You’ve Fallen in Love While Traveling: Now What?


So you’ve traveled somewhere and you’ve found love abroad. Awesome! Now what the heck do you do?

Unfortunately, finding love in a foreign country also comes with pesky things like navigating visas, cultural differences and lifestyle choices.

The good news is, you can make it work if you both really want to. We’ve met many happy couples who are still together and some who are even getting married (eek!). But those relationships take dedication and desire.

If you’ve fallen in love while traveling, here are your options for making the relationship (or should we say vacationship) work.

Finding love in another country and how to make it work.

Maximize visas to get as much time together as possible

How long can you stay in your significant other’s country legally before you need to renew your visa? Visit the local embassy or do some research online to find information.

Some countries have a cap on how many times you can visit per year, and there will definitely be work restrictions. Is it possible for them to visit you in your country? What are the timelines you’re working with?

Figuring out sticky financial situations

The one thing that can ruin love is money. How long can you withstand your newfound lifestyle without working? Are you in a position to support your love while they apply for visas? Can you support them if they come home with you but can’t work?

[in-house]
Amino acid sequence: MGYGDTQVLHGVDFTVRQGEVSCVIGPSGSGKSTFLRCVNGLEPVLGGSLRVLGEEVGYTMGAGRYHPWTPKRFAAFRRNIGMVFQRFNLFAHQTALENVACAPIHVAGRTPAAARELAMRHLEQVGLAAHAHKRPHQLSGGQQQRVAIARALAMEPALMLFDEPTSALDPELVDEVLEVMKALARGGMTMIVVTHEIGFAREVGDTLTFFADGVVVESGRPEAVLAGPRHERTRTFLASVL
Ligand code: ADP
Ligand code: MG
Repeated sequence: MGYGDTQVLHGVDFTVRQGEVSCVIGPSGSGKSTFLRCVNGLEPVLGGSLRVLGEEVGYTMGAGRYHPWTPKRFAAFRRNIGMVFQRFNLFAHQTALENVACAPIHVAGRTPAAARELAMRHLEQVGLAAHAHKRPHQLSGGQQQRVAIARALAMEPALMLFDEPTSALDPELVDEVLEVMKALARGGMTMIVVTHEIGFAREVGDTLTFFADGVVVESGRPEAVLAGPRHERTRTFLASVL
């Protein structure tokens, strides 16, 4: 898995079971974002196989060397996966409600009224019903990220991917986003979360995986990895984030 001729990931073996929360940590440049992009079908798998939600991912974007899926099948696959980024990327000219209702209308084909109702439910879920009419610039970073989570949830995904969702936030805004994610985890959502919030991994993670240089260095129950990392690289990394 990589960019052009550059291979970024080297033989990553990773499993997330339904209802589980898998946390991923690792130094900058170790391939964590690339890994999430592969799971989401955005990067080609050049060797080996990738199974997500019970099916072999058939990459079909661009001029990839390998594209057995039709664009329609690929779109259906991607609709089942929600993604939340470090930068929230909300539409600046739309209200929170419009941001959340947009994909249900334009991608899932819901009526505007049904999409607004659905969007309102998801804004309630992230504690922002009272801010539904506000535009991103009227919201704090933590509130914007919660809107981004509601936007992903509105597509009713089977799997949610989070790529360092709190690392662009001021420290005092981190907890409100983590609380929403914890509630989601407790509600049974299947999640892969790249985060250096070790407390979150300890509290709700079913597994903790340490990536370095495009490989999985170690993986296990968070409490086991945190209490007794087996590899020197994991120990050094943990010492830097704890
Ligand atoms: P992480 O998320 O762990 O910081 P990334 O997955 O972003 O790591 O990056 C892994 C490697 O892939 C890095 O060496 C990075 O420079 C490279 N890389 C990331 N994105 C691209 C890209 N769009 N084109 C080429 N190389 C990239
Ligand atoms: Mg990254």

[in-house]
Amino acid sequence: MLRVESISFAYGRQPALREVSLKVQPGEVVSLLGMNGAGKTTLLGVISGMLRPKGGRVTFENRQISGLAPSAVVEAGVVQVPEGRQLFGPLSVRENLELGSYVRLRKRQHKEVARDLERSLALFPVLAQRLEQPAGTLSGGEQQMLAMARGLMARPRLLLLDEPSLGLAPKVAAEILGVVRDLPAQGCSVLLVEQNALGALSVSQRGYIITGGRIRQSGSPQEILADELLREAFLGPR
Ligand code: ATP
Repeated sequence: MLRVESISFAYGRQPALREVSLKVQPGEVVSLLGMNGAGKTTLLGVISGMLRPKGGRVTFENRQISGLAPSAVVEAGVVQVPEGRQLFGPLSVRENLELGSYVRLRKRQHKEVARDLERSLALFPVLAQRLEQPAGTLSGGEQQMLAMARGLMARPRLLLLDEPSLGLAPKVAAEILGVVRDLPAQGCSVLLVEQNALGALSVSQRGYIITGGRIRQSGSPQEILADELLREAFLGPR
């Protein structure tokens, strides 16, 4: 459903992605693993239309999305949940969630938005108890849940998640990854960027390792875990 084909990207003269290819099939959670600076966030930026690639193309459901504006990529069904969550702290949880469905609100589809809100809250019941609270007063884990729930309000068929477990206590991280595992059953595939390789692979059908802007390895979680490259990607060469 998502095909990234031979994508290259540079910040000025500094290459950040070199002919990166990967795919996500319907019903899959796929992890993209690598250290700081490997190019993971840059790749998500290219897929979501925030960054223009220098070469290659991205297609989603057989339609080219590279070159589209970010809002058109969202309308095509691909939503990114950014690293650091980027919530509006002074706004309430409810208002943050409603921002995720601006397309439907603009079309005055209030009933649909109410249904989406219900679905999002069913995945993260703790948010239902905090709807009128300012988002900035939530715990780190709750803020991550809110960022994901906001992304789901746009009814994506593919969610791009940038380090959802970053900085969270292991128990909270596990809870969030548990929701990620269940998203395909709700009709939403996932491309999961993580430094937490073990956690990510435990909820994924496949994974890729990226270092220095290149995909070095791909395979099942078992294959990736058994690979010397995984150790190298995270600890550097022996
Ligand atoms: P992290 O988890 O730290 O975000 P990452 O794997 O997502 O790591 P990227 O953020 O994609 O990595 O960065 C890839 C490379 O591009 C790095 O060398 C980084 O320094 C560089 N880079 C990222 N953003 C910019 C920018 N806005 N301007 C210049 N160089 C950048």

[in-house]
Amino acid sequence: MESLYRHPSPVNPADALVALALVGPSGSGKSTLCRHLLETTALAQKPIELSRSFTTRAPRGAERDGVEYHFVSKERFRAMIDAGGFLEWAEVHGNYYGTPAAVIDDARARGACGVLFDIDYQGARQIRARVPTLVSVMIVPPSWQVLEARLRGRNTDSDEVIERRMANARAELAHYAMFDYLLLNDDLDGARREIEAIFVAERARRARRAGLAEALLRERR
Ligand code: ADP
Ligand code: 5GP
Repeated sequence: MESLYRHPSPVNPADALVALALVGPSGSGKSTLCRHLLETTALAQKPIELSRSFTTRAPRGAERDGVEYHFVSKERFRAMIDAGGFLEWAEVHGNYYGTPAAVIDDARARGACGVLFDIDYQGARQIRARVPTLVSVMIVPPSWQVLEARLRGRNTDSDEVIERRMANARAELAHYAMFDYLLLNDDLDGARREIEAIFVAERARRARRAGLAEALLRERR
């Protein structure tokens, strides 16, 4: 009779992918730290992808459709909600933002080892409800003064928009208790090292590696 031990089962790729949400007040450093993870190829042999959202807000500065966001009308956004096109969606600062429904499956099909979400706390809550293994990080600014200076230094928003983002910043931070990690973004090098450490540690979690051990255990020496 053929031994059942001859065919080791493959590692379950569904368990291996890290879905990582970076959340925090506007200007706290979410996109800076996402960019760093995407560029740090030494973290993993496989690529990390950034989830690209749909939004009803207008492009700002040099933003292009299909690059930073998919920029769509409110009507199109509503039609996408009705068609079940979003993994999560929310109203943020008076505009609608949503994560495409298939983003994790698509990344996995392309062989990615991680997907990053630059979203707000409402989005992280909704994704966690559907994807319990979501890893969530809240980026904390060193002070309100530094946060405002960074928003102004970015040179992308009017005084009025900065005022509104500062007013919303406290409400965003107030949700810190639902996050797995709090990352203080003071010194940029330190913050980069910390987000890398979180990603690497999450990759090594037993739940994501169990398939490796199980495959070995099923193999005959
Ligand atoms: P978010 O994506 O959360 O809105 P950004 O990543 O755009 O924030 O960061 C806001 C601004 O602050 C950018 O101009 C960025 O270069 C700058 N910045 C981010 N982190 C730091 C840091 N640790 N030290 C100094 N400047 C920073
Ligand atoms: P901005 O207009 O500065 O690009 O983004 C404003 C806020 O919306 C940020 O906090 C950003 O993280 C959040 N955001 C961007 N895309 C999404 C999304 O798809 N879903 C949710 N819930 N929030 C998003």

Unless you have help or a trust fund, your savings account will eventually tap out. Are there real work opportunities for you?

Where will you live?

There’s little-to-no privacy in a hostel, unless you happen to be in a private room, and even that gets old.

If you’ve answered these questions and have got the logistics sorted, here are some other things to consider:

Finding love in another country and how to make it work.

Questions to ask yourself

“Is this love that I’m feeling?” Ask yourself this: If you met this person in a different, less romantic setting, would the outcome be the same? When it comes down to it, you’re turning your vacation into a day-to-day reality. Be sure you’re not blinded by the backdrop, because the novelty will wear off.

Suddenly the quaint 5-block beach town feels claustrophobic. What then? Remember, you are the one out exploring the world, not them.

Chances are, they like where they live and don’t want to immigrate to a new country, leave their family behind, and deal with a new set of laws and restrictions. Do you?

Make sure you’re on the same page

We hate to say it, but speaking from experience, before you change your plans and rearrange your life, make sure your partner is as committed as you are.

Are you the first tourist who they’ve fallen for? Have they had many ex girlfriends who they’ve been this passionate with? Are they serious or just in it for the sex, and then when you leave, on to the next pretty backpacker?

It’s hard, but try to keep your guard up until you know their intentions. Beware of the player. You don’t want to start signing your emails “heartbroken and lonely.”

Sure he’s not a player? Good. So how do you make this dream a reality?